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Should Virginia give adopted children and their birth parents access to adoption records?

Coordinators/2, along with the Virginia Foundation for the Humanities and Public Policy, is sponsoring the first-ever symposium in Richmond on secrecy and openness in adoption. Experts on adoption issues, both local and national, will convene at the University of Richmond May 20 and 21.

There are 1.5 million adopted children in the United States, more than 2 percent of all U.S. children, according to the U.S. Census (about one-third of these are children legally adopted by a stepparent). In Virginia, 2,634 children were adopted in 1992, the most recent year for which comprehensive data is available.

The symposium discussions will affect more than those who are adopted or adoptive parents, says organizer Mary Zoller, who this year founded the nonprofit Virginians for Adoption Reform and Education. Similar issues of openness exist in families with children born to surrogate mothers, those conceived with donor sperm or eggs, or otherwise expanded in ways made possible by reproductive technology.

There are workshops aplenty on the practical, legal and emotional aspects of adoption, says Rebecca Ricardo, director of clinical services at Coordinators/2. "But rarely does anyone look at what's underneath adoption."

And rarely have Virginia laws on the matter been examined, says Lynne Edwards, executive director of Coordinators/2. Since 1976, she says, adoption records have been sealed — a decision made primarily "to protect the child from the stigma of illegitimacy."

In 1992, the state began permitting agencies to arrange parental placement adoptions, in which the birth family transfers a child to the adoptive family directly instead of surrendering the child to an agency and giving up all contact rights. Since then, Edwards says, such open adoptions increasingly have become the norm. "But the laws have stayed the same," she says.

Virginia law states that no identifying information in an adoption file, such as names or even time of birth, may be revealed unless the adoptee can show "good cause" for the records to be opened. But Edwards, who has worked in the field for 35 years, can't recall any time when the state agreed that a reason given — even a grave medical concern — was compelling enough to be considered "good cause."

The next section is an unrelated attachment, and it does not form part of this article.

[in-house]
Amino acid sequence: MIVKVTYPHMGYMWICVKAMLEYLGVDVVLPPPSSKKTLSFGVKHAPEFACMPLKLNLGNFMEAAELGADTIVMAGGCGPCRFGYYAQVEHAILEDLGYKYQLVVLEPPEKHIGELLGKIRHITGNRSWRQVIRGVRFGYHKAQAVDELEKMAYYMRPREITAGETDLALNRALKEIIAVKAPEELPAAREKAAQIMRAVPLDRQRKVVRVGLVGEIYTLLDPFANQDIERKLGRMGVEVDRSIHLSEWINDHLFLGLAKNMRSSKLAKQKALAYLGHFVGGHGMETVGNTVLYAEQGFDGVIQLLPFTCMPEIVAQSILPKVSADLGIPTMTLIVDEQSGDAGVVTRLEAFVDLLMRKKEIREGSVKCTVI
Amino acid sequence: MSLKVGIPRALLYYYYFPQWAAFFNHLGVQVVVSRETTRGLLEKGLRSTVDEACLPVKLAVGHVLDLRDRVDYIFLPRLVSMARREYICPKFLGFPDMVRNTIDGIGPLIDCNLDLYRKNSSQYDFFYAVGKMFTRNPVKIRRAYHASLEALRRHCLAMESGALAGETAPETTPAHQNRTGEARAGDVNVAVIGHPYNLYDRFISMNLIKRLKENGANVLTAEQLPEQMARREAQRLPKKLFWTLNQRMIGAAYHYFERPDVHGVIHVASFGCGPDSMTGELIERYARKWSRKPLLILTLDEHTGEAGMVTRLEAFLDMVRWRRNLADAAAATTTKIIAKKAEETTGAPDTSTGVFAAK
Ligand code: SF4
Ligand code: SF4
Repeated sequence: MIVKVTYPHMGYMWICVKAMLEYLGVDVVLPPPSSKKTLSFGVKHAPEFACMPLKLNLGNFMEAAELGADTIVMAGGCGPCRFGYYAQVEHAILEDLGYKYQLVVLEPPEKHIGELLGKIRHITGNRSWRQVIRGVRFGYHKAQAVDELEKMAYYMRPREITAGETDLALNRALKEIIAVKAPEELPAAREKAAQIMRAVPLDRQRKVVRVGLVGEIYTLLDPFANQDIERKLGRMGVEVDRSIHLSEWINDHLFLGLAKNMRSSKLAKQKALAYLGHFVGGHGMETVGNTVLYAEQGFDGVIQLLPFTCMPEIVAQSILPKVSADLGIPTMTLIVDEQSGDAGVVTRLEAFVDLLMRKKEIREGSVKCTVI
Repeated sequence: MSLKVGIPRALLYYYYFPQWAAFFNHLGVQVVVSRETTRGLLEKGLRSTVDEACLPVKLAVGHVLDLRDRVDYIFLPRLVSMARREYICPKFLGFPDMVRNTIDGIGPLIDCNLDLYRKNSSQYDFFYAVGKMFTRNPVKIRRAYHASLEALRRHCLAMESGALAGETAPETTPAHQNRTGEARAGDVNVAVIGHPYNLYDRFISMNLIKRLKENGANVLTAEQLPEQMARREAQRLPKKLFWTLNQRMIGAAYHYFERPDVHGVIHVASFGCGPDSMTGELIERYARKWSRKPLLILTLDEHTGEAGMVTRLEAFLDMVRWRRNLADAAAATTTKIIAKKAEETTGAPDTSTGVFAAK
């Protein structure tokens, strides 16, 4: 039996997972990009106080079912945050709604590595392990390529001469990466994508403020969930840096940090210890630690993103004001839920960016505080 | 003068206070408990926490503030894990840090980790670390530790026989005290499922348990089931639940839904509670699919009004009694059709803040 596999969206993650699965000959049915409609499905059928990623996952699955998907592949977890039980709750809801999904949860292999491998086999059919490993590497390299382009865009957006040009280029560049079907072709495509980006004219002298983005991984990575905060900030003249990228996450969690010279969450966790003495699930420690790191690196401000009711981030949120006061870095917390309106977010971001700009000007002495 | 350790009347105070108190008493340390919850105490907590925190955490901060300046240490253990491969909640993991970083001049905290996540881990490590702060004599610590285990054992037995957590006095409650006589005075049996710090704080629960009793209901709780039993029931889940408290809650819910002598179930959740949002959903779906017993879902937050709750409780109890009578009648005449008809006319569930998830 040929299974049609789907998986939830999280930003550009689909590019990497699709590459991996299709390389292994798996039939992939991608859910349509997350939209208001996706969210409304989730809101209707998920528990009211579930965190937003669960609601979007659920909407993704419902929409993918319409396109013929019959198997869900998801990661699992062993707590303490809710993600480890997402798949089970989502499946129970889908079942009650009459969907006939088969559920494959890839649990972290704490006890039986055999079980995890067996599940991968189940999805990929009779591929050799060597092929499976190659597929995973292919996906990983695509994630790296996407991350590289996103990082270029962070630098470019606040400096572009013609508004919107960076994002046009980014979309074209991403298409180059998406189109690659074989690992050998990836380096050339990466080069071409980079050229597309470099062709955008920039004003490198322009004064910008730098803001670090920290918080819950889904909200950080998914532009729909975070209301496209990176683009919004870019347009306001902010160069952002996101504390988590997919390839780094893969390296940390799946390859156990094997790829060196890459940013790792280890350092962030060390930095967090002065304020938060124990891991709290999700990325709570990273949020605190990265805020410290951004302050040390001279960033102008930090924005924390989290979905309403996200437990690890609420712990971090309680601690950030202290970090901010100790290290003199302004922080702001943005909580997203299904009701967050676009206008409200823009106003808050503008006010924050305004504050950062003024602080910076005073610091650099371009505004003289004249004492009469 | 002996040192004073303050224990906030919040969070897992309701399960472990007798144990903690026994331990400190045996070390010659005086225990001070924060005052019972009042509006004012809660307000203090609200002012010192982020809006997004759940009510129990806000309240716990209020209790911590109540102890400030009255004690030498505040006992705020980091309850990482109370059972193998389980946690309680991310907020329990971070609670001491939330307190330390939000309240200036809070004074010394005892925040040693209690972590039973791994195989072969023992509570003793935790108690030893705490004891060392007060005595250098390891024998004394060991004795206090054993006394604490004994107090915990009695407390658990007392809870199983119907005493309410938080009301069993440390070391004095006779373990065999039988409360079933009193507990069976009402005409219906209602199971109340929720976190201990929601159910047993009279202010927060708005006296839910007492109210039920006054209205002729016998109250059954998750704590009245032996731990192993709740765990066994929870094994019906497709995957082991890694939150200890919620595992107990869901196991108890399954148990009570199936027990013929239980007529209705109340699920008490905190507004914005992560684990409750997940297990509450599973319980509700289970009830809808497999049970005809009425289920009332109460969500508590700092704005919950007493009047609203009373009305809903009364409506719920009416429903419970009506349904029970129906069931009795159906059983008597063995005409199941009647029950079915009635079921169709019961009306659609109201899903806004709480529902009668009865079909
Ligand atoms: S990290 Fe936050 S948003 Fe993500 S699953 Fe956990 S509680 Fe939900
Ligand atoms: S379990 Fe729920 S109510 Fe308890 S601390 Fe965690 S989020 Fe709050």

The records may be revealed at the request of an adoptee older than 18, but then the Department of Social Services must act as a go-between to try to find the birth parent(s) and get consent. But what if the birth parent is dead? Edwards asks. Or disabled and unable to consent? Or rejects the request at first and then has second thoughts?

Birth parents, she says, "do not have parallel rights for access of information." They may opt to transfer information to a child in an adoptive family, such as medical records. But there is no process in state law that a birth parent may use to try to contact that child.

Nonidentifying information can be released to adoptees older than 18 by request. But again, Ricardo says, there's no statewide policy on what is considered "nonidentifying." Some agencies will gladly hand over a description of the parents' situation, the adoption process, the place of birth and any correspondence the parent may have left for the child. Others agencies will censor some of that information.

Details can matter a great deal, says Ricardo, who is both adopted and a birth mother of an adopted child. For instance, an adoptee might want to know if his or her mother had quickly turned over her baby for adoption or agonized over her decision. One agency might include accounts of counseling sessions with the birth mother, while another may deem that too private.

Six states — Alabama, Alaska, Delaware, Kansas, Oregon and Tennessee — allow adopted children to obtain their birth certificates and some records. "The sky hasn't fallen there, as far as we know," Zoller says wryly. Tennessee, however, permits birth parents to place a "contact veto" on the records, which prohibits a child from trying to reach them.

Edwards supports more open adoption laws in Virginia. She has lobbied for the change in the state code that allows open records for parental placement. But Edwards says she doesn't know how other agencies stand. "It would be guesses that we're all making about each other," she says.

There are 66 private agencies that handle adoptions and/or foster care in the state. Yet never before have they sat down to discuss a unified position on adoption laws. Hence the symposium — which is not intended to start agencies lobbying, Zoller says, but "to educate people about a topic that has really been shrouded in mystery and misinformation."

She quotes Thomas Jefferson: "A broadly educated and informed citizenry is the bulwark of a sustainable democracy." Virginia could become an open-records state, she believes, but "it will probably take the remainder of my life to make it happen." S

The symposium "Shedding Light on Secrecy and Openness in Adoption" will take place May 20 and 21, in the Jepson Alumni Center at the University of Richmond. For more information, visit www.c2adopt.org or call 266-2694.


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